Israeli Deputy Foreign Minister Danny Alayon recently released a video in which he defends Israel’s presence in the West Bank, and argues not only that Israeli settlements within the territory are legal, but that the West Bank technically should not be labeled as "occupied’, but rather, "disputed," because the West Bank was not recognized previously as being legally part of a sovereign state.
Staff writer Jeffrey Goldberg of The Atlantic (formerly The Atlantic Monthly) was so incensed by the pro-Israel video that he was driven to use profanity on his blog as he mocked the Israeli government as trying to send the message that the world should "f— off." He further charged that the "cheesy and disturbing video" was an attempt by the Israeli government to hold onto the West Bank, even though Ayalon’s video clearly speaks of negotiating the boundaries for a Palestinian state. Goldberg began his blog posting:
The Israeli Foreign Ministry has put out a YouTube video in which the deputy foreign minister, Danny Ayalon, the former ambassador to the U.S., argues, in essence, the following: The West Bank belongs to Israel now and forever, so f--- off.
As documented by Commentary Magazine, the accusations led to a debate on Twitter between Alayon and Goldberg. The Atlantic reporter repeated his charge that "your entire project is designed to legitimize Israel’s hold over the territories forever."
And, even though Israel’s withdrawal from Southern Lebanon in 2000 and from the Gaza Strip in 2005 led to the terrorist groups Hezbollah and Hamas taking over those areas, Goldberg clung to the liberal view that Israel needs to withdraw from the West Bank for the Jewish State’s own sake. Goldberg, from Twitter: "But my worry is about Jewish decision-making. Keeping the West Bank will bring about the end of Israel as we know it."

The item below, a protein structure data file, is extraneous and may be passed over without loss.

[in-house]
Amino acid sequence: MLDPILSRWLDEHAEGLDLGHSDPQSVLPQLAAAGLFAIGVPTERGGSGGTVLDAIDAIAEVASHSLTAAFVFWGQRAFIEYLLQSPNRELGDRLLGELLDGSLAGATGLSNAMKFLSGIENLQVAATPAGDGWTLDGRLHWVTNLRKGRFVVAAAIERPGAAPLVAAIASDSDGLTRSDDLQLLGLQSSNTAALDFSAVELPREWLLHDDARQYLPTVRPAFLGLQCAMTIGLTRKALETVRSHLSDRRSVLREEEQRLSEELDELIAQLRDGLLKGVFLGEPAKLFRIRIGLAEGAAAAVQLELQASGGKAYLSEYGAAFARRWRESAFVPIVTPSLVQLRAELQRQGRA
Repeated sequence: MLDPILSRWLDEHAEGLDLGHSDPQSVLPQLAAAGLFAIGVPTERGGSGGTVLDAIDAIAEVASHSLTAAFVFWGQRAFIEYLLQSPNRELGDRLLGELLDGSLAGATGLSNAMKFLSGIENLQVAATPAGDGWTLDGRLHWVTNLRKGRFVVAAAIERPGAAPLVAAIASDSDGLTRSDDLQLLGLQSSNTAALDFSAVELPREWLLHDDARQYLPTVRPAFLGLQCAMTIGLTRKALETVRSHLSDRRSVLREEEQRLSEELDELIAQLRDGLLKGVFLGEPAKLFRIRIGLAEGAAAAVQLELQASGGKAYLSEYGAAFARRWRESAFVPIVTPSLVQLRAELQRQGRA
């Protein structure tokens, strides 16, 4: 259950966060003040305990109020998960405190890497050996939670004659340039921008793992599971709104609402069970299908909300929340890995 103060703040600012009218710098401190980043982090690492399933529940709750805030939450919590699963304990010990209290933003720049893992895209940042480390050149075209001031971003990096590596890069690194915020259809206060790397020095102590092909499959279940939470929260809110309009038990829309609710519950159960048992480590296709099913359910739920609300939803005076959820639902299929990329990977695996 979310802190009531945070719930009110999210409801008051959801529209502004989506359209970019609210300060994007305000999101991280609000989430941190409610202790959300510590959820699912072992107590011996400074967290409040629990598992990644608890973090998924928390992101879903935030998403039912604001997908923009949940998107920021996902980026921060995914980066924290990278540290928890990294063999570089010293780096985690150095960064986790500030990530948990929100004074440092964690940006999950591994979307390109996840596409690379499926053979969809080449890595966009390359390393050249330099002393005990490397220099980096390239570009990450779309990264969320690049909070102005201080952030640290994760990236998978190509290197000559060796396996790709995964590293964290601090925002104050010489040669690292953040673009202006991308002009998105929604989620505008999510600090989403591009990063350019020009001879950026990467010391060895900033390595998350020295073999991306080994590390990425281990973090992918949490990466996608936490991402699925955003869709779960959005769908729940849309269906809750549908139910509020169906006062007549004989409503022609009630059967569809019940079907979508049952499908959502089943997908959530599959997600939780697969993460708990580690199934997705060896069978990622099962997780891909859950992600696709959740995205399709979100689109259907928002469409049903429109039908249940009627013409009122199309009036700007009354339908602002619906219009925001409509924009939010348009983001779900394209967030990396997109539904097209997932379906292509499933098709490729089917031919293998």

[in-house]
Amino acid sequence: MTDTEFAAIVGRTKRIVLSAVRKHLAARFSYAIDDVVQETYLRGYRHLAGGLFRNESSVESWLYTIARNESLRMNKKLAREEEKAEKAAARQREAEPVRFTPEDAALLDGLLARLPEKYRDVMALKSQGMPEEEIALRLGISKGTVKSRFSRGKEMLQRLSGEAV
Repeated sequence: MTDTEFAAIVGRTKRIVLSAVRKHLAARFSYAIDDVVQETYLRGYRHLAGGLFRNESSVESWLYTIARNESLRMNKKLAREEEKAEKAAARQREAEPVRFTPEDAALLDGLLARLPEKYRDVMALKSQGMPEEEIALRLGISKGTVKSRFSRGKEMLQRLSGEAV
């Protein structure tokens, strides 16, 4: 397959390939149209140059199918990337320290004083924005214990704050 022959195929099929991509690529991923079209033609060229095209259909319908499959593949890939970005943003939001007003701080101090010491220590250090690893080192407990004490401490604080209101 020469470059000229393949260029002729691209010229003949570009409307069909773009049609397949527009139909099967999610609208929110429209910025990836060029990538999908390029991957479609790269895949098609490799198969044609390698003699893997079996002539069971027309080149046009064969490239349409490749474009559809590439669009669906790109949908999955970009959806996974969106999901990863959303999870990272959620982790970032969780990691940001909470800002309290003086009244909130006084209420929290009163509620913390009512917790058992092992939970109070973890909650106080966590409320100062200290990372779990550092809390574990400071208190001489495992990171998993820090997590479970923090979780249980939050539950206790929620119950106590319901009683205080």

Below is a complete transcript of the relevant blog posting by The Atlantic's Jeffrey Goldberg, with critical portions in bold:
The Israeli Foreign Ministry has put out a YouTube video in which the deputy foreign minister, Danny Ayalon, the former ambassador to the U.S., argues, in essence, the following: The West Bank belongs to Israel now and forever, so f— off. At least, that’s what I heard. Ayalon argues, among other things, "The West Bank should not be considered ‘occupied’ because there was no previous legal sovereign in the area and therefore the real definition should be ‘disputed territory.’
Ayalon neglects to mention that the salient point about the West Bank might not be who the "legal sovereign" was 44 years ago, but that actual people of another ethnic group live on the West Bank and don’t want to be ruled - "occupied" would be another word for "ruled" - by a foreign power. To most of the world, at least (and to many, many Israelis and a clear majority of American Jews) this is what matters.
All in all, it’s a cheesy and disturbing video. Now Gal Beckerman has come along to alert us that the Ayalon video was made by the same person who earlier had made essentially the same video for the settlement movement:
The video was created by filmmaker Shlomo Blass, who was responsible for the less slick and casually racist "We Con the World" video following the flotilla raid last year.
But Bass and the foreign ministry seem to have gotten lazy since, as the Jerusalem Post first pointed out in a glancing reference, Ayalon’s video is identical, image for image and in large part word for word, with one he made in May for the YESHA Council, the organization that represents and lobbies for the settlers.
Beckerman goes on to ask:
Should we not be concerned when the foreign ministry of Israel is using the same propaganda as the settlers? Or should we just assume that their interests are one?
The answer is (b), we should just assume, at this moment, at least, that their interests are one.